Excerpt from Salon -- "NYU economist Thomas Philippon finds that we now pay much more for financial middlemen than we should, despite dramatic technological advances, and that drains about $280 billion annually out of the economy. This is profit from rent seeking activity. Using a market price/earnings factor of 15.5 (a commonly used multiple that converts annual profit into market value of equity), the implied size of this financial rent-seeking business in terms of share value is more than $4 trillion, larger than the 15 largest non-financial firms in the United States and more than 15 percent of aggregate market capitalization of U.S. businesses."
  • new york times logo feature
    Excerpt from The New York Times -- “‘Competition in a collaborative environment doesn’t work well,’ Professor Blader said. In team-based environments, it may be better to inform each employee of his or her performance individually rather than as part of a group ranking. But if a company’s culture is self focused rather than team focused, publicizing rankings may be effective, he said.”
  • wall street journal logo feature
    Excerpt from The Wall Street Journal -- "In China, too, debt is the problem. 'When a bubble pops, it’s leverage that almost always proves so corrosive and destabilizing on the way down,' says Lawrence White, professor at New York University’s Stern School of Business who specializes in financial regulation."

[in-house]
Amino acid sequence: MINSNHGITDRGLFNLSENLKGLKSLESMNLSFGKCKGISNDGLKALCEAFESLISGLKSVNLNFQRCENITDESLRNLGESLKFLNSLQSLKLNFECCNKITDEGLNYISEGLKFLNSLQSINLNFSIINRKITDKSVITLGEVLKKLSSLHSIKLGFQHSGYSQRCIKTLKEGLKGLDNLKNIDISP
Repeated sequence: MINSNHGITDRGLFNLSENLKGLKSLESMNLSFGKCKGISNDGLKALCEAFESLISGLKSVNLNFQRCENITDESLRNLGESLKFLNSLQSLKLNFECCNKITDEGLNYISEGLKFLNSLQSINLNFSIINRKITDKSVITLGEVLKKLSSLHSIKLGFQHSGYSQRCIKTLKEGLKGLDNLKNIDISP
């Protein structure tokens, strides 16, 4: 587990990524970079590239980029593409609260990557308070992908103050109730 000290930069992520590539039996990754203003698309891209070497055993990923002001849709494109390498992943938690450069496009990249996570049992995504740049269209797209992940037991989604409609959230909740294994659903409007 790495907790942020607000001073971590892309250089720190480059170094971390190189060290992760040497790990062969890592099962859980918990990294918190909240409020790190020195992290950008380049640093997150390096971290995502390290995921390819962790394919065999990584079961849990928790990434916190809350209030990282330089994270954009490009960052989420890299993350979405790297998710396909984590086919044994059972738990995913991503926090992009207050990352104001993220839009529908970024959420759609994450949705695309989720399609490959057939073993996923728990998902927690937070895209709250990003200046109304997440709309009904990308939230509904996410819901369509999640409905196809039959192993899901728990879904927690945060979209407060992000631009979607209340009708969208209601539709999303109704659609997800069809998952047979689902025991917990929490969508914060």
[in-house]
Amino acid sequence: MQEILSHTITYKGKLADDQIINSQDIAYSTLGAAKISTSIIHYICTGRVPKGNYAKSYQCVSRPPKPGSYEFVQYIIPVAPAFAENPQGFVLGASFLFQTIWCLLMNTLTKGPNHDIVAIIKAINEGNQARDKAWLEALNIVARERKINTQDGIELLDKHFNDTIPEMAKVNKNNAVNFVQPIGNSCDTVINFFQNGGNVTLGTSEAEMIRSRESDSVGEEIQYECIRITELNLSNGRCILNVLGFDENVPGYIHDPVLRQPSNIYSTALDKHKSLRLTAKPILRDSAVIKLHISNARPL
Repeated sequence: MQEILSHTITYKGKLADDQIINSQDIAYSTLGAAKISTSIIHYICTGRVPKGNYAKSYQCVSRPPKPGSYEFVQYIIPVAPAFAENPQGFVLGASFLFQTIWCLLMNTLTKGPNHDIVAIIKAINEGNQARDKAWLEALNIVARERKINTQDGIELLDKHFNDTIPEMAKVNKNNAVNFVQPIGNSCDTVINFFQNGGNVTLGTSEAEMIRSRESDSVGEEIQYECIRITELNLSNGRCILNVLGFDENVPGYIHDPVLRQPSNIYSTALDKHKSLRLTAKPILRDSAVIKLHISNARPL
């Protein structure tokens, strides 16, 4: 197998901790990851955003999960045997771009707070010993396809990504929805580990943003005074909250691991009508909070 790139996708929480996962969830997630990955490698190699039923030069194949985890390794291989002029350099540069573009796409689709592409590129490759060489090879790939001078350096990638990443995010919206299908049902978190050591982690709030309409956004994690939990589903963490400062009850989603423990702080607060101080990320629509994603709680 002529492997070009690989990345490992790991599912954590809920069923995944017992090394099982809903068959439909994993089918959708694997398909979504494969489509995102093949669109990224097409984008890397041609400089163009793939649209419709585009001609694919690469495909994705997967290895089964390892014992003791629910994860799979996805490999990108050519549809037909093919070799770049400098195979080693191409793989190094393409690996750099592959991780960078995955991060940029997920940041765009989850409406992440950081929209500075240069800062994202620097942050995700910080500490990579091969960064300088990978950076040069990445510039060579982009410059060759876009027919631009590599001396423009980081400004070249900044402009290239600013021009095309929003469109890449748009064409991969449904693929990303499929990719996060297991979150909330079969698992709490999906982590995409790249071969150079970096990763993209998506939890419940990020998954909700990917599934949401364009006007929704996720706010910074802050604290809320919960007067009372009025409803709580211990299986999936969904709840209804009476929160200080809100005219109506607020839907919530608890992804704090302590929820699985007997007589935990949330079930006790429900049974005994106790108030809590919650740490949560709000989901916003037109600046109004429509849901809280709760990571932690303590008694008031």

• bloomberg logo feat
    Excerpt from Bloomberg -- "'This makes all the sense in the world,' said Scott Galloway, a professor of marketing at New York University’s Stern School of Business, in a phone interview. 'Tesla is not an automobile company, it’s a luxury company.'"
  • financial times logo feature
    Excerpt from the Financial Times -- "We live in a world that's very competitive and I think investors are often operating on very short-term horizons, especially in the US. I think that short-termism drives companies to make a lot of bad decisions. And so one of the things we've got to do is begin to take a longer-term view and get the investment community to say we're going to take longer bets on companies that basically build sustainable models that protect human rights, the environment, and also make a profit. This is about doing good and doing well."


Contact NYU Stern Public Affairs

If you're a member of the press, please contact Stern’s Office of Public Affairs at:

Phone: 212-998-0670
Fax: 212-995-4950
Email: paffairs@stern.nyu.edu

Or contact us directly:

Jessica Neville, Executive Director
(416) 516-7677; jneville@stern.nyu.edu

Rika Nazem, Executive Director
(212) 998-0678; rnazem@stern.nyu.edu

Carolyn Ritter, Senior Associate Director
(212) 998-0624; critter@stern.nyu.edu